The FCC already forced TV broadcasters to surrender Channels 52 through 69 to this very same cellular cartel during the last spectrum grab.  Now the FCC has announced plans to take another 20 TV channels from an industry still reeling from the last bureaucratic raid.  When the proposed auction of currently licensed spectrum takes place, it will be industry giants bent on monopolizing public airwaves that will gain control.  This will silence many independent voices of the religious broadcasters and community stations that provide platforms for diversity, localism, and faith.

The inescapable consequences of the government plan’s plan – elimination of local broadcasters, diminishment of religious voices, shackling of technological growth, and destruction of independent businesses and entrepreneurs – is being whitewashed as a move to better serve the broadband needs of our rural communities. But nothing could be further from the truth. The facts are clear and provable. Broadband can be delivered to rural towns across the nation “faster, better and cheaper” by existing broadcasters. Existing local broadcasters are “ready, willing and able” to deliver broadband to rural America today.

The answer is deregulation, not government confiscation.   The complexity and length of FCC rulemaking actions stand in the way of technological advances.  The incentives of cellular carriers to warehouse spectrum in order to create artificial shortages and raise prices has slowed the process to connect America.  Under the FCC plan, broadband will not reach rural America for many years, if ever.

Americans are being asked to stop this travesty that will silence thousands of free TV stations across the nation and continue to enslave rural Americans as second class broadband citizens.  The public face of this backroom deal is the promise to bring broadband Internet and mobile access to rural areas.  However, the reality is just the opposite – a spectrum grab by the largest cellular carriers who have no clear intention, no incentive, and no technology to deliver broadband to rural areas will hinder, not help rural citizens.

“Broadcasting is the most efficient use of the spectrum,” says Lee Miller, a member of the coalition and a provider of local community programming in Lufkin Texas. “We have members of our coalition that have developed ‘free broadband’ models ready to deploy over the next 6-12 months using broadcast TV spectrum. The plan is simple and cheap, and it is here and now – harness the power of broadcasting – its ability to deliver the vast amount of common content with one transmission to thousands of citizens without wasting thousands of discrete individual one-on-one Internet connections.”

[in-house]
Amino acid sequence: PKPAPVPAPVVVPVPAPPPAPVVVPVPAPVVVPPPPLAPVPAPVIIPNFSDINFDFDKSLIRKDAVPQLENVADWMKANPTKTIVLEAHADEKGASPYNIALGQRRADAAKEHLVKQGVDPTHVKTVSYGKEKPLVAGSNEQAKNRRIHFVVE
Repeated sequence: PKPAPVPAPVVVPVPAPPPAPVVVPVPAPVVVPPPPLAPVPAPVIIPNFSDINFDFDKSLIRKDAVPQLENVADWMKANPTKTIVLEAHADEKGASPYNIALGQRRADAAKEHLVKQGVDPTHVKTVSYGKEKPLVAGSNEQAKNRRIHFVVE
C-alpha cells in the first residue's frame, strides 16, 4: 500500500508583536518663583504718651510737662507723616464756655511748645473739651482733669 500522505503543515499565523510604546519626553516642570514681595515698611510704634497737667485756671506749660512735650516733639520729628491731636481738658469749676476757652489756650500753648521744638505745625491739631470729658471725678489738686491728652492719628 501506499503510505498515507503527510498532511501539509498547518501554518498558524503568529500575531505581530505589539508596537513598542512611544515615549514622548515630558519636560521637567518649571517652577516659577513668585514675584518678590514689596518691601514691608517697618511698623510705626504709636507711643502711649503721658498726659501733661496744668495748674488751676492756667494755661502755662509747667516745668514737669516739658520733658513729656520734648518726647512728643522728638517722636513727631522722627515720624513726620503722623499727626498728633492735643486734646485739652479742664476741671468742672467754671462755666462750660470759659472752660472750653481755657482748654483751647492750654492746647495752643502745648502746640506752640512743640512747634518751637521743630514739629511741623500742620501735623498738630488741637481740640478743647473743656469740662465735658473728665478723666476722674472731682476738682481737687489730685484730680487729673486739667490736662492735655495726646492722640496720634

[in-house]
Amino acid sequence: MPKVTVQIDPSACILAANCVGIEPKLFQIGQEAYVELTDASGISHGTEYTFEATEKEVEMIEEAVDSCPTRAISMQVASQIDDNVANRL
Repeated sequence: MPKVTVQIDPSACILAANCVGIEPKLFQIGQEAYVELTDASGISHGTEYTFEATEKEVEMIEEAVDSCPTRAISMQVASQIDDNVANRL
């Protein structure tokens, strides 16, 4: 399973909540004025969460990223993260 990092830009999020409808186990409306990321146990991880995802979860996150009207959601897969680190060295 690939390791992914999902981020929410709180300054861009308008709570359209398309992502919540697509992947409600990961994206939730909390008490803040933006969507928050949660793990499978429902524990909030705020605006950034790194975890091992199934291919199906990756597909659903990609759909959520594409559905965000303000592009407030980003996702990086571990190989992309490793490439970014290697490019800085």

Miller, also the outgoing Chairman of the National Religious Broadcasters TV Committee continues, “This is not a future technology that will take years to develop.  This is a broadband technology that can be quickly and cheaply deployed right now by local broadcasters while still preserving traditional free over-the-air broadcasts.   This is a win-win for our rural citizens – they get to retain local TV stations – in fact, America will gain thousands of additional free over-the-air stations – while finally getting the broadband services for which they have been waiting decades and maintaining their local freedom of speech against the strangle hold of national media giants.   Best of all – what the FCC ignores – and what the cellular carriers don’t want you to know – is that a substantial portion of these broadband services will be absolutely free.  Broadcasters will bring to broadband mobile Internet services what they know and do best – ad supported free services that combat the burden of ever increasing service charges from the cellular cartel.”

Far from benefiting local communities, this transfer of the public airwaves into the hands of gargantuan firms will mean less service, less diversity, fewer independent voices, and a government sponsored takeover of private enterprise to further enrich the wealthiest friends of government. When “East Nowhere, Texas” is competing with Houston and Dallas for spectrum space all owned by the same company, “East Nowhere” hasn’t got a chance, unlike now, when they have their own local broadcasters.

Perhaps the hardest hit will be those niche-markets which are so well-served by local broadcasters; low power stations that provide ethnic, religious and local community programming.

Rod Payne, a coalition spokesman, and also a long-term TV low power community broadcaster from Wichita Falls, Texas reiterates this idea. “This issue really boils down to a restriction of free speech in this country.  The redistribution of television air waves from small, community serving and community oriented broadcasters to large corporations which have only one vested interest in the outcome – finance – totally goes against the spirit and the laws of this nation.”

“We’re encouraging everyone to call their friends, congressman and senators to ask the FCC to stop the process to take TV Channels 31-51 from broadcasters.  Additionally, ask your congressmen to force the FCC to deregulate and allow broadcasters to provide broadband services with the freedom to implement contemporary technologies on their existing licenses to better serve the public” according to Payne. “Call your congressman today. Ask them not to let the FCC take away our broadcast freedoms by auctioning the TV Airwaves to the big wireless companies. Ask them to allow all broadcasters including the now completely ignored Low Power TV broadcasters to be a part of the plan to offer inexpensive, dependable, high-speed broadband service across America.”

The religious broadcasters of America will be especially hard hit by this government initiative.  The coalition includes both low power and full power broadcasters that account for over 1,500 independent local broadcast licensees that will essentially cease to exist if the FCC prevails in its current initiative.